Every DNA strand has a backbone made up of a sugar-phosphate chain. A nitrogenous base, composed of carbon and nitrogen rings, is attached to each one of these sugars. The number of rings of the attached base determines whether the base is a purine (two rings) or a pyrimidine (one ring).
These are the most important building blocks of DNA and RNA. They are the nitrogenous bases that make up the nucleic acids. Today, we are here to discuss the clear differences between the two bases despite the that they both work together to recognize a human’s hereditary characteristics.
Before getting into the details of the differences between purine and pyrimidine, let’s start with their nomenclature and a brief comparison table.
|Basis of Comparison||Purines||Pyrimidines|
|No. of Rings||Two||One|
|Solubility||Soluble in Water||Insoluble in Water|
|Molecular Mass||120.115 g/mol||80.08 g/mol|
|In Liver||In Several|
|Catabolism Products||Uric Acid||Ammonia, CO2, NH3|
These are made up of a six-membered and a five-membered nitrogen-containing ring, which is fused. It consists of the following:
- Adenine—6-amino purine
- Guanine—2-amino-6-oxy purine
- Hypoxanthine—6-oxy purine
- Xanthine—2, 6-dioxy purine
Adenine and Guanine are found both in DNA and RNA. As Hypoxanthine and Xanthine are synthesized, they are not included in nucleic acids.
They have only a six-membered nitrogen-containing ring that is responsible for making double and triple bonds with purines. These areas follow:
- Uracil—2,4dioxy pyrimidine
- Thymine—2, 4-dioxy-5-methyl pyrimidine
- Cytosine—2-oxy-4-amino pyrimidine
- Orotic acid—2, 4-dioxy-6-carboxy pyrimidine
Cytosine is present in both DNA and RNA. Uracil is found only in RNA, and sometimes tRNA contains some Thymine along with Uracil. Thymine is normally found in DNA.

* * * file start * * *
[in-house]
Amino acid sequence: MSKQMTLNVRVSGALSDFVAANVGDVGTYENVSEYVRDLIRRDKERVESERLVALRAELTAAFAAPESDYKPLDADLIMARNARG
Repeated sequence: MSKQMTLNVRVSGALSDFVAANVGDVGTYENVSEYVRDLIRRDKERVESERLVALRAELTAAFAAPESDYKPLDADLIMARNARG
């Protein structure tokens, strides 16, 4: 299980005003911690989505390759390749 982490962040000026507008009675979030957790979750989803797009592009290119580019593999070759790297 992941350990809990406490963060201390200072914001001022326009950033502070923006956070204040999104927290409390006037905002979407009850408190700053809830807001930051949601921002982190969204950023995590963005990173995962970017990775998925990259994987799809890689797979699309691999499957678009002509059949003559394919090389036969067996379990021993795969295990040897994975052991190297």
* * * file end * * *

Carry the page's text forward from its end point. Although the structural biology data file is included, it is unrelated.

As mentioned earlier, purines are two-ringed structures where a pyrimidine ring fuses with an imidazole ring. It has a total of nine atoms, of which four are nitrogen and five are carbon atoms. We can differentiate several purine rings through tests as they differ by the functional group or atom attached to the corresponding ring.
Furthermore, these heterocyclic compounds are the most abundant ones, particularly in fish, meat, grains, peas, beans, etc. More examples of purines include xanthine, uric acid, caffeine, theobromine, and hypoxanthine. These molecules interlink with pyrimidines and are a significant part of RNA & DNA cells. Besides, purines are responsible for enzyme regulation, energy storage, and cell signaling.
These molecules, on the other hand, composes of only a single ring. Pyrimidine is more an organic molecule with four carbon atoms and only two nitrogen atoms. Biologists can easily prepare pyrimidine rings through organic materials and special techniques in the lab, for example, the Bigineli reaction.
The atoms attached to the pyrimidine ring make it unique from others, which are
- Uric acid
- Thiamine (Vitamin B1)
- Barbiturates, etc.
These organic molecules have a similar function as purines, so they are present in the DNA and RNA. Moreover, pyrimidines help store energy in the cell and also regulate enzymes.
Relationship between Purines & Pyrimidines